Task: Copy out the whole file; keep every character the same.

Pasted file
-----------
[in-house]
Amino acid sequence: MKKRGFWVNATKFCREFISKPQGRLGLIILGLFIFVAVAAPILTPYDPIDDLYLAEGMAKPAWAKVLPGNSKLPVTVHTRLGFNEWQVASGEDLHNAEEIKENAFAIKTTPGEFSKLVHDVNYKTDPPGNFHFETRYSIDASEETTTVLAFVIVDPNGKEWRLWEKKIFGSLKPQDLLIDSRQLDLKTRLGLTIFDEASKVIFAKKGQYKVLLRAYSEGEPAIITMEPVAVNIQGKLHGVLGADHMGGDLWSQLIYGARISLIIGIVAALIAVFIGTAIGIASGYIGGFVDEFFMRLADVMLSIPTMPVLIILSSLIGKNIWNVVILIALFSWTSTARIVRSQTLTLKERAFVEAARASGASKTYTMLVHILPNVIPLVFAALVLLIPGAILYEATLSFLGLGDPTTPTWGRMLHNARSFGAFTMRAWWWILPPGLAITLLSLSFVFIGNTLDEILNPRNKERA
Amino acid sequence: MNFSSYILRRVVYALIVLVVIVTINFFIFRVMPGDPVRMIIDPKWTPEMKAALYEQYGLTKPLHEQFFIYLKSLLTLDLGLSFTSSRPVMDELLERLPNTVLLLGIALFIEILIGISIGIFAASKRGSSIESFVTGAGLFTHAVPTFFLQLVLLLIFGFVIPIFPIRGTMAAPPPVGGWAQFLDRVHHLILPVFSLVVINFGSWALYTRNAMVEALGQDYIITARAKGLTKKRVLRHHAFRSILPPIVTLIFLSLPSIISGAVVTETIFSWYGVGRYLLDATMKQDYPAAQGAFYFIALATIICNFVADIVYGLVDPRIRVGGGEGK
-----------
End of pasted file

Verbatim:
[in-house]
Amino acid sequence: MKKRGFWVNATKFCREFISKPQGRLGLIILGLFIFVAVAAPILTPYDPIDDLYLAEGMAKPAWAKVLPGNSKLPVTVHTRLGFNEWQVASGEDLHNAEEIKENAFAIKTTPGEFSKLVHDVNYKTDPPGNFHFETRYSIDASEETTTVLAFVIVDPNGKEWRLWEKKIFGSLKPQDLLIDSRQLDLKTRLGLTIFDEASKVIFAKKGQYKVLLRAYSEGEPAIITMEPVAVNIQGKLHGVLGADHMGGDLWSQLIYGARISLIIGIVAALIAVFIGTAIGIASGYIGGFVDEFFMRLADVMLSIPTMPVLIILSSLIGKNIWNVVILIALFSWTSTARIVRSQTLTLKERAFVEAARASGASKTYTMLVHILPNVIPLVFAALVLLIPGAILYEATLSFLGLGDPTTPTWGRMLHNARSFGAFTMRAWWWILPPGLAITLLSLSFVFIGNTLDEILNPRNKERA
Amino acid sequence: MNFSSYILRRVVYALIVLVVIVTINFFIFRVMPGDPVRMIIDPKWTPEMKAALYEQYGLTKPLHEQFFIYLKSLLTLDLGLSFTSSRPVMDELLERLPNTVLLLGIALFIEILIGISIGIFAASKRGSSIESFVTGAGLFTHAVPTFFLQLVLLLIFGFVIPIFPIRGTMAAPPPVGGWAQFLDRVHHLILPVFSLVVINFGSWALYTRNAMVEALGQDYIITARAKGLTKKRVLRHHAFRSILPPIVTLIFLSLPSIISGAVVTETIFSWYGVGRYLLDATMKQDYPAAQGAFYFIALATIICNFVADIVYGLVDPRIRVGGGEGK